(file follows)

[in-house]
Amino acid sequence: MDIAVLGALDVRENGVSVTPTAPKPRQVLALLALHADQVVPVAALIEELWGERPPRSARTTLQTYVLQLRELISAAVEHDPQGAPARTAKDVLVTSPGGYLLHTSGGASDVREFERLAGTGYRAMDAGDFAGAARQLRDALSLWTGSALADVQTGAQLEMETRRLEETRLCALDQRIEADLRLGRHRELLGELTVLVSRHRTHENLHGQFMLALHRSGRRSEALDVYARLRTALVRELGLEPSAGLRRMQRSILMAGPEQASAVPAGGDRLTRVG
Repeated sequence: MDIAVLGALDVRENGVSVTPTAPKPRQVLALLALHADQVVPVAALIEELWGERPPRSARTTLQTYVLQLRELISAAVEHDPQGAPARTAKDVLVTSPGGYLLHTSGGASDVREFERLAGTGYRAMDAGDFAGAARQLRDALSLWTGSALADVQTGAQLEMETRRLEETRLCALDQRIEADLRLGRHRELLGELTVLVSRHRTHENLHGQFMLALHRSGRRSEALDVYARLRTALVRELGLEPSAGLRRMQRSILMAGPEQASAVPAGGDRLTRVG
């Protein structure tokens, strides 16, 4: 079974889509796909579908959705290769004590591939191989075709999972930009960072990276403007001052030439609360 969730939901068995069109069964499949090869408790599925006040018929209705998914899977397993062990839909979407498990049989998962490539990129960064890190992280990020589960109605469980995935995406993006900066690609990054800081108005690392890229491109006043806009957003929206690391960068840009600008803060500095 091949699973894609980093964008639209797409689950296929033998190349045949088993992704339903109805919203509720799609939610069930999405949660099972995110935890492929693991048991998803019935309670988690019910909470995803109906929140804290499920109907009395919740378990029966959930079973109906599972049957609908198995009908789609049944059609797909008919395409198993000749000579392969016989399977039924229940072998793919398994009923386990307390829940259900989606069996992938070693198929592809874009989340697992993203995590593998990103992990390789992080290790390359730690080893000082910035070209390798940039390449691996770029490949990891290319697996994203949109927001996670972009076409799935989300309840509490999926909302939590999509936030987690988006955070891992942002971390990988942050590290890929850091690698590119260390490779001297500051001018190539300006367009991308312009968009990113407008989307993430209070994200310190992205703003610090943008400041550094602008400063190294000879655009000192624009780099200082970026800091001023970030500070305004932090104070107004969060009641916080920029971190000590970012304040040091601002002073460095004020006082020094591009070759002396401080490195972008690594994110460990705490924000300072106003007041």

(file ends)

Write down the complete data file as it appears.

[in-house]
Amino acid sequence: MDIAVLGALDVRENGVSVTPTAPKPRQVLALLALHADQVVPVAALIEELWGERPPRSARTTLQTYVLQLRELISAAVEHDPQGAPARTAKDVLVTSPGGYLLHTSGGASDVREFERLAGTGYRAMDAGDFAGAARQLRDALSLWTGSALADVQTGAQLEMETRRLEETRLCALDQRIEADLRLGRHRELLGELTVLVSRHRTHENLHGQFMLALHRSGRRSEALDVYARLRTALVRELGLEPSAGLRRMQRSILMAGPEQASAVPAGGDRLTRVG
Repeated sequence: MDIAVLGALDVRENGVSVTPTAPKPRQVLALLALHADQVVPVAALIEELWGERPPRSARTTLQTYVLQLRELISAAVEHDPQGAPARTAKDVLVTSPGGYLLHTSGGASDVREFERLAGTGYRAMDAGDFAGAARQLRDALSLWTGSALADVQTGAQLEMETRRLEETRLCALDQRIEADLRLGRHRELLGELTVLVSRHRTHENLHGQFMLALHRSGRRSEALDVYARLRTALVRELGLEPSAGLRRMQRSILMAGPEQASAVPAGGDRLTRVG
């Protein structure tokens, strides 16, 4: 079974889509796909579908959705290769004590591939191989075709999972930009960072990276403007001052030439609360 969730939901068995069109069964499949090869408790599925006040018929209705998914899977397993062990839909979407498990049989998962490539990129960064890190992280990020589960109605469980995935995406993006900066690609990054800081108005690392890229491109006043806009957003929206690391960068840009600008803060500095 091949699973894609980093964008639209797409689950296929033998190349045949088993992704339903109805919203509720799609939610069930999405949660099972995110935890492929693991048991998803019935309670988690019910909470995803109906929140804290499920109907009395919740378990029966959930079973109906599972049957609908198995009908789609049944059609797909008919395409198993000749000579392969016989399977039924229940072998793919398994009923386990307390829940259900989606069996992938070693198929592809874009989340697992993203995590593998990103992990390789992080290790390359730690080893000082910035070209390798940039390449691996770029490949990891290319697996994203949109927001996670972009076409799935989300309840509490999926909302939590999509936030987690988006955070891992942002971390990988942050590290890929850091690698590119260390490779001297500051001018190539300006367009991308312009968009990113407008989307993430209070994200310190992205703003610090943008400041550094602008400063190294000879655009000192624009780099200082970026800091001023970030500070305004932090104070107004969060009641916080920029971190000590970012304040040091601002002073460095004020006082020094591009070759002396401080490195972008690594994110460990705490924000300072106003007041």